Archives for November 2011

At A Glance: Woodland Style
















Good Ingredients


 I am not a cook.  I am not especially fussy about what I eat.  I like grilled cheese sandwiches and tomato soup.  I am happy with a tunafish sandwich, or a burger.  I like whatever Buck fixes.  Milo and Howard have eaten the same brand of kibble every day for 7 years-I am just about there.  I do on occasion long for some liver and onions, or Chinese food for a local and great restaurant, but day to day, I am a food bore.  Feed me please-I need to get that meal over with, and get going. I eat to live, not to be entertained.    

 But I really like fresh vegetables-why?  I grew up with that.  My Dad shopped for fresh vegetables and fruits-we always had them.   At least three, every meal.  A sample vegetable menu-home grown potatoes, spinach, and salad.  Or broccoli, corn, and tomatoes.  I like salad, every day.  On those days when Buck is too tired to fix one, I am happy with a wedge of iceberg lettuce-as long as it is fresh.  At this time of year, Buck and I eat good greens every day.  Swiss chard-a favorite. Turnip or beet greens-a close second.  Bok Choy, brussel sprouts, kale, beet greens, spinach, okra-we chow down all of the fresh greens.    

Buck really likes to cook.  He watches cooking programs on cable.  I and happy to join him.  This is the least I can do, considering that he shops weekly, and goes on to feed me every day.  Every program we watch emphasizes the importance of cooking with great materials. Fresh greens. Locally grown produce.  Every program he watches has a common thread-the importance of good ingredients.      

What I cook up in the landscape no one can eat, but anyone can see.  It is  tough to make a beautiful landscape with poorly grown shrubs, or park grade trees. Well grown perennials take hold quickly, and thrive.  Beautiful fresh flowers are easy to arrange.  Preserved eucalpytus has this going for it-the preservation part enables an arrangement that lasts a long time.      

I have lined many a wire container with florist’s moss.  This raw material comes in varying thicknesses, and highly variable dimensions.  Moss rolls- his new product transforms the bits and pieces that I recognize as florist’s moss into sheets that are easy to work with.  How I love this good ingredient!  I could wallpaper a room with it.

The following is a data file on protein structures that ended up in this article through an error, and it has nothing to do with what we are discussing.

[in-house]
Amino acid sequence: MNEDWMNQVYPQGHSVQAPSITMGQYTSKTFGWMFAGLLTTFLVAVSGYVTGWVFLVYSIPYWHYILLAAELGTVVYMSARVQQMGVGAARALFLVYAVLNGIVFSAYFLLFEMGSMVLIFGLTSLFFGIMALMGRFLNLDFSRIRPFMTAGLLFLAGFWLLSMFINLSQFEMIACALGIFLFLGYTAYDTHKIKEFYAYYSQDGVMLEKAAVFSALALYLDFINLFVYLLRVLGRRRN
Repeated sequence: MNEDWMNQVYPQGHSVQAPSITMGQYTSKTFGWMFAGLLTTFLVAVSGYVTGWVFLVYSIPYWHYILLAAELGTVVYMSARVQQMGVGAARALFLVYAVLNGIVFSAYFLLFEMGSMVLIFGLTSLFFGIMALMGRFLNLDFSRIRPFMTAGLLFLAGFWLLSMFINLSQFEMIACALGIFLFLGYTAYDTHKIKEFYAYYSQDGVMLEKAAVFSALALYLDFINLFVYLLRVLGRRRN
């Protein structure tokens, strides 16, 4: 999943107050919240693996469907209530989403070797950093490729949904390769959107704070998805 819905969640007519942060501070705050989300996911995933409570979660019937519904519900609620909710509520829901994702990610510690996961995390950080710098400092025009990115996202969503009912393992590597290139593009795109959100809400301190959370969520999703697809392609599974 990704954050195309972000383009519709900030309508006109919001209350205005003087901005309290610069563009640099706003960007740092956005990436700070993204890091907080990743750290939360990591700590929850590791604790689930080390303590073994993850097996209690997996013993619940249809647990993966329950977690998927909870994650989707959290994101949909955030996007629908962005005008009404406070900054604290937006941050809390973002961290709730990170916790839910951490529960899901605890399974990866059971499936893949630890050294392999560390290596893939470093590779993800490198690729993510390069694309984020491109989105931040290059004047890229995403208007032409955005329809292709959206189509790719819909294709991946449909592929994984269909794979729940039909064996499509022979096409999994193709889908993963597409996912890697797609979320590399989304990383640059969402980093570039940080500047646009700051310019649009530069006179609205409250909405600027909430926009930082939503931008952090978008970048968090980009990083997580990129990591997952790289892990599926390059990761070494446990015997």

The good ingredients for holiday and winter pots are many.  A wide range of choices in materials means a wide range of expression is possible.   

Cut noble fir is a really great ingredient.  Versatile and very long lasting. 

These double ball topiary sculptures-I made them for a client in 2005.  What you see here-a new, and fresh layer of dried moss.  Good materials are visually fresh.  This moss looks good enough to eat.  


Our first shipment of magnolia came today.  Magnolia makes great wreaths and garlands.  The cut branches are mouthwatering good in winter containers.   

You are halfway home in any holiday decor project, assembling some good materials.  

Should you take the time to represent the season, use good ingredients.  There are lots of places to find them, including your own yard, a field down the street, the farmers market, your local nursery, a local fruit market, the grocery store,   I shop for good ingredients in all of these places-not just my own.

Gorgeous Greens

So many of the materials used at the holidays are harvested from the landscape.  Not my landscape, mind you.  My evergreens grow much too slowly to be trimmed for holiday greens;  the one spruce on my property was limbed up at least 12 feet before I moved in.  But there are places where the boxwood flushes several times a season, and the magnolia grows lushly.  Thank heavens for all the fir-Noble, Frazier, Douglas, Balsam, Silver, Concolor-fir boughs are so beautiful, long lasting, and fragrant at the holidays.  And of course, the iconic boxwood. Cut magnolia-this a a subject worthy of a post soon to come.   We have true variegated English boxwood branches for the first time this season.  Would that I could grow this gorgeous evergreen in my garden!  That aside, I plan to enjoy all of the cut greens available during the holiday and winter season.